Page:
There are options even if you don’t fit the bank’s criteria
If you’re a borrower with a full-time job, a substantial deposit, NZ residency, and a good credit rating, finding a home loan is pretty straightforward. You might need to talk to a mortgage broker or shop around to get the best interest rate, but most banks will be happy to lend to you.
For borrowers who don’t meet standard home loan criteria, getting approved for a mortgage can be a bit more complicated. If you have a low deposit, you’re self-employed or a contractor, you’re new to the country or your credit isn’t great, it can be a struggle to find a lender to finance your first home loan.
But it’s not impossible. Even if your financial situation doesn’t fit the mortgage mould, there are home loan options. You may have to find a non-bank lender and structure your loan differently, but you don’t need to give up on buying a home altogether.
Risk and reward – standard home loans
Most banks have a set of fairly strict mortgage criteria. To apply, you need documentation of steady income over time, a substantial deposit – usually 20% – proof of residency or citizenship, and a good credit record. In a market saturated with would-be borrowers, it’s easy for banks to turn down applicants who don’t meet those standards.
It’s also about risk. Borrowers who don’t meet the criteria represent increased risk to the lender. If you don’t have a good deposit or a reliable income, or your credit rating is negative, you’re more likely to miss payments or default on the loan. You may have faith in your ability to keep up with your payments, but it’s difficult to prove without documentation and a positive credit history.
Here’s our guide to non-conforming home loans:
Are you a non-conforming borrower?
Non-conforming borrowers fit into a few categories:
- Low deposit borrowers may have saved just 5 or 10% of the loan amount they need, making it difficult to qualify for a standard loan.
- Borrowers with bad credit could have significant debt or a history of overdrafts or unpaid credit card debt with their bank, which could mean they struggle to be approved for a mortgage.
- The self-employed, casual workers and people who work on commission may find it difficult to prove their income over time.
- Older borrowers may have problems buying their first home – because the standard mortgage term is 25 or 30 years, banks may balk at lending to people closer to retirement age.
- New residents or people buying from overseas can find it difficult to get a home loan as well.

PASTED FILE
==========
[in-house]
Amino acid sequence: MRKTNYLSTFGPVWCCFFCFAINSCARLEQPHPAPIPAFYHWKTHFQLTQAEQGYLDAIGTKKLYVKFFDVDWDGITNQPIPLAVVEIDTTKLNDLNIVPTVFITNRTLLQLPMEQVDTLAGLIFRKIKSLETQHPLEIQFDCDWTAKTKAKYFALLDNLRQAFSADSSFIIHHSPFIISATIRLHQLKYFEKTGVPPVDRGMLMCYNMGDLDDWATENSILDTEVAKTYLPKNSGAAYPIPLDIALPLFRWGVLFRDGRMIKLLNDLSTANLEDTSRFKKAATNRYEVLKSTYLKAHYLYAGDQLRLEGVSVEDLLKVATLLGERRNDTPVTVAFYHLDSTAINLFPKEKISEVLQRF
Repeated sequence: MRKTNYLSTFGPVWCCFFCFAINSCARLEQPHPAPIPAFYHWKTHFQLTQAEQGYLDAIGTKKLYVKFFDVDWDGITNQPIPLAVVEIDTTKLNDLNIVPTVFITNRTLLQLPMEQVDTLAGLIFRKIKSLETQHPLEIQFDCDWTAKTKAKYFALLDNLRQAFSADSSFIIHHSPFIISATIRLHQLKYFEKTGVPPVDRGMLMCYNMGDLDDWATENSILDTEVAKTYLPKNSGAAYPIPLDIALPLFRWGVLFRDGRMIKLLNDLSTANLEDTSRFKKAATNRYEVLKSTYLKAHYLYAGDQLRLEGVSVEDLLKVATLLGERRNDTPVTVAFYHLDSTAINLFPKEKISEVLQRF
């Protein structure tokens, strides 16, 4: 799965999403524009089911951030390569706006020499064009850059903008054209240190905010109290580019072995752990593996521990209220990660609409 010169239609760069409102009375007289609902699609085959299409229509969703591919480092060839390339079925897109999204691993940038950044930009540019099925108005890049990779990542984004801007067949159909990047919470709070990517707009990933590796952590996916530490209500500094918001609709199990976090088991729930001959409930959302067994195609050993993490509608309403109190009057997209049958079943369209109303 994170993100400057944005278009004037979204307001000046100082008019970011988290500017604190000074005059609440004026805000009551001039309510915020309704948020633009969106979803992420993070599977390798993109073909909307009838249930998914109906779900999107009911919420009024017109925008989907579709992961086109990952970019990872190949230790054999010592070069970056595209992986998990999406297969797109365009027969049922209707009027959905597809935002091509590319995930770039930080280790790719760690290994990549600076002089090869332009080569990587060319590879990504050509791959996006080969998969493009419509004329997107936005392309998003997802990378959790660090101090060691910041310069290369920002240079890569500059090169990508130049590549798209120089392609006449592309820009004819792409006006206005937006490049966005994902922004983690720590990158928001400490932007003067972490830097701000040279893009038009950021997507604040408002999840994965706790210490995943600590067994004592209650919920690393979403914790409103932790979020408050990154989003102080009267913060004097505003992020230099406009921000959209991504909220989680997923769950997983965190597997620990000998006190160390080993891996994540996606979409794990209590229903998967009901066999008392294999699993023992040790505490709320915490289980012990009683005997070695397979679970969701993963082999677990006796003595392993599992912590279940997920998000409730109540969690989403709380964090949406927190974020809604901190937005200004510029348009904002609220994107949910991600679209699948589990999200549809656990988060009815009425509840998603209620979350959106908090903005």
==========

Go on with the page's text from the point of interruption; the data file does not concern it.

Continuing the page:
Some non-traditional borrowers may fit into more than one of these categories, making it even more difficult to get a mortgage.
Non-conforming borrower, non-conforming lender
If you’re a non-conforming borrower, it makes sense to seek out non-conforming lenders. Often, when the bank says no to your application, you can still get a mortgage approved through a non-bank lender.
Banks are restricted by Reserve Bank rules and their own corporate policies. This can make them pretty inflexible – they can’t bend the rules or make exceptions for borrowers who don’t fit the criteria. Non-bank lenders provide finance but don’t usually provide other bank services such as savings accounts or credit cards. Because non-bank lenders don’t have to comply with Reserve Bank rules around loan-to-value ratios (LVR) they can be more flexible about who they lend to. Many borrowers find that they can get a mortgage through a non-bank lender after being turned down by the banks.
Fees, rates, and other differences
If you’re a non-conforming borrower and you qualify for a mortgage through a non-bank lender, your loan won’t be exactly like a standard home loan. Because non-conforming borrowers represent increased risk for the lender, loans are often more expensive and less flexible. You may need to pay a one-off fee when you take out the loan, and your interest rate is likely to be higher than those offered by the big banks. You may not be able to access the mortgage features offered with traditional mortgages either – revolving credit facilities or a mix of fixed and floating rates.
However, this doesn’t have to last forever. Most lenders will let you switch your mortgage over to a traditional lender or structure after a few years, provided you keep up with payments and chip away at the principal. For example, if you have a deposit of 5% to start with, you’ll generally be able to switch over to a standard mortgage with lower rates once you’ve paid off another 15% and effectively have an 80% LVR. If you had poor credit initially, making regular repayments on your mortgage can shore up your credit rating and improve your chances for future mortgages. Once you’ve had a home loan for a while, you’re in a far better position to negotiate with your bank or another lender.
A mortgage broker can help
If the bank turns you down and you’re struggling to meet mortgage criteria, don’t despair. Non-conforming mortgages are approved all the time – you just need to know where to go. And the best way to find the right lender is through a professional broker. A mortgage broker will be able to talk to non-bank lenders on your behalf, negotiate the best possible rates, and help you get into your first home at last.
Ready to take out a home loan? Make an appointment with a Global Finance broker today.
**These are general guidelines and are by no means a reflection of bank or lending policies